Medical Imaging Advances Lead To Storage Headaches
More doctors are using imaging technology to diagnose and treat patients, forcing hospitals to deal with new management, security, and access challenges.
As medical imaging technology improves and more clinicians demand access to patients' diagnostic-quality images, healthcare providers are finding that storage requirements are soaring.
In the past, radiology and cardiology departments were the primary users of medical imaging systems and picture archiving and communication systems (PACs), including CT scans, MRI, cardiac catheterizations and echocardiograms. But recently medical digital imaging has exploded into many more specialties.
Pathologists and dermatologists are among the new users. Images of tissue samples and skin lesions improve diagnosis and track the progress of patients' treatments. Also, new cancer diagnostic exams involving the latest medical imaging equipment, such as digital mammography, produce thousands of images per study.
About five to seven years ago, the average 300- to 500-bed hospital needed about 1 to 2 TB of storage for its medical imaging, says Matt Long, North American VP of enterprise imaging at Philips Healthcare, a provider of PACS products and services. Today, it needs 50 to 100 TB for the average 150,000 to 200,000 imaging-related procedures done annually in those sized facilities, says Long.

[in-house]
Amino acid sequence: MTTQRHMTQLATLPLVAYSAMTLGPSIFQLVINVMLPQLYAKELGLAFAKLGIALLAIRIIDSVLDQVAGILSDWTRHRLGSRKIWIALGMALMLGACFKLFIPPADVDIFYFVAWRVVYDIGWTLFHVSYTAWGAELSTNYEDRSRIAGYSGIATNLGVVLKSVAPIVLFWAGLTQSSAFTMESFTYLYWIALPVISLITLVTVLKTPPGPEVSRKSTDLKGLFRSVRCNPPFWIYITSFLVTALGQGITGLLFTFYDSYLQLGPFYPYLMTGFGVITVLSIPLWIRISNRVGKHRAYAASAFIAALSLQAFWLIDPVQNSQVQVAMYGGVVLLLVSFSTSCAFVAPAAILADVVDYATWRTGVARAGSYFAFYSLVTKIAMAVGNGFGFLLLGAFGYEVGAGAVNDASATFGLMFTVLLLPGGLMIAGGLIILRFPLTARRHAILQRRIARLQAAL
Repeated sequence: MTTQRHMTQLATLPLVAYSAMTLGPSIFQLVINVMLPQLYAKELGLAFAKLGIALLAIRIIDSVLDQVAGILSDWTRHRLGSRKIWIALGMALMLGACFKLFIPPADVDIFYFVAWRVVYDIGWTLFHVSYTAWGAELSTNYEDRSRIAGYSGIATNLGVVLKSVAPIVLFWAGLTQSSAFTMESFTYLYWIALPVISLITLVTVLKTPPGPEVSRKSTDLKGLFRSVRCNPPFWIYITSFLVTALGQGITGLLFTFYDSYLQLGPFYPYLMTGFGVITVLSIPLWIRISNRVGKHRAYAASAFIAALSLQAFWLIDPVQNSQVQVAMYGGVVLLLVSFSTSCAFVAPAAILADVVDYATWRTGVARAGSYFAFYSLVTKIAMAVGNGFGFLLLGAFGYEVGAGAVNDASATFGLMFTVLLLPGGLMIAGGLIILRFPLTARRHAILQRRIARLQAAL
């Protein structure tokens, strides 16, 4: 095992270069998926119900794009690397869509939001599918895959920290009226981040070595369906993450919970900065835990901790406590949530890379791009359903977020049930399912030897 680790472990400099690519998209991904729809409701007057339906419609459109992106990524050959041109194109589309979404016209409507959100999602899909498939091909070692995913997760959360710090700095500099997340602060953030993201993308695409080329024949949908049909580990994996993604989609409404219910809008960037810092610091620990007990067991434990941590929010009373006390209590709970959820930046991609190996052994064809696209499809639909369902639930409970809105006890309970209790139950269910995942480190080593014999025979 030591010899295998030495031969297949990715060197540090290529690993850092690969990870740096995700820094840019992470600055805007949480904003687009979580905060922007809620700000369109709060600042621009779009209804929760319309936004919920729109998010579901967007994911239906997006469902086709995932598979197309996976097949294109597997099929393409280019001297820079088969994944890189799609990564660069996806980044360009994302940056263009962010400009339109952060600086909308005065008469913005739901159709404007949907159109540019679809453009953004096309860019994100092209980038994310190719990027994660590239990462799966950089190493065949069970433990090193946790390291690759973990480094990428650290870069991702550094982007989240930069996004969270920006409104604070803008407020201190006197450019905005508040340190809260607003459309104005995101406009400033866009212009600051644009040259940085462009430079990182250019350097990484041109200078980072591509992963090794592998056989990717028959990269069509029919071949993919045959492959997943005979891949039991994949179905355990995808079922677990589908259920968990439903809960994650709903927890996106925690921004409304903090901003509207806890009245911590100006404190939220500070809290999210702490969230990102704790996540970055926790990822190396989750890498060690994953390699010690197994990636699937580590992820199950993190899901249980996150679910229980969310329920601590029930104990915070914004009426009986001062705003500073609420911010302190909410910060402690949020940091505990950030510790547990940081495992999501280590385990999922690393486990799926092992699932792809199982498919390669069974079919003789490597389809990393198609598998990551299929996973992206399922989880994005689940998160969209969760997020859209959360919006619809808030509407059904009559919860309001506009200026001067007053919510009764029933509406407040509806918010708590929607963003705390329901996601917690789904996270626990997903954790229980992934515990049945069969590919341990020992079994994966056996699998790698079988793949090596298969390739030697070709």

Annual storage requirements for many providers are increasing at a rate of 20% to 100%, says Gary Sevounts, senior director of product marketing for Symantec's electronic health group. A CT scan that in the past had 8 slices, or images, can now have 256 or more slices. "That's many times more than the older images," he says.
Ballooning storage requirements has resulted in a number of challenges, from cost to disaster recovery to security and access issues, Sevounts says.
Digital image storage space isn't easily reused. Retention rules for medical images vary from state to state, but generally, providers are required to keep images for at least seven years. When it comes to oncology centers, many hold on to these images for the life of the patient and beyond, Long says. That's because cancer doctors as well as researchers are using the images to track how patients' tumors respond to various treatments.
Also, while the cost of raw storage is decreasing, the associated costs for staff to track and manage images, management software, disaster recovery and backup systems, and the energy to power these systems are soaring, Sevounts says.
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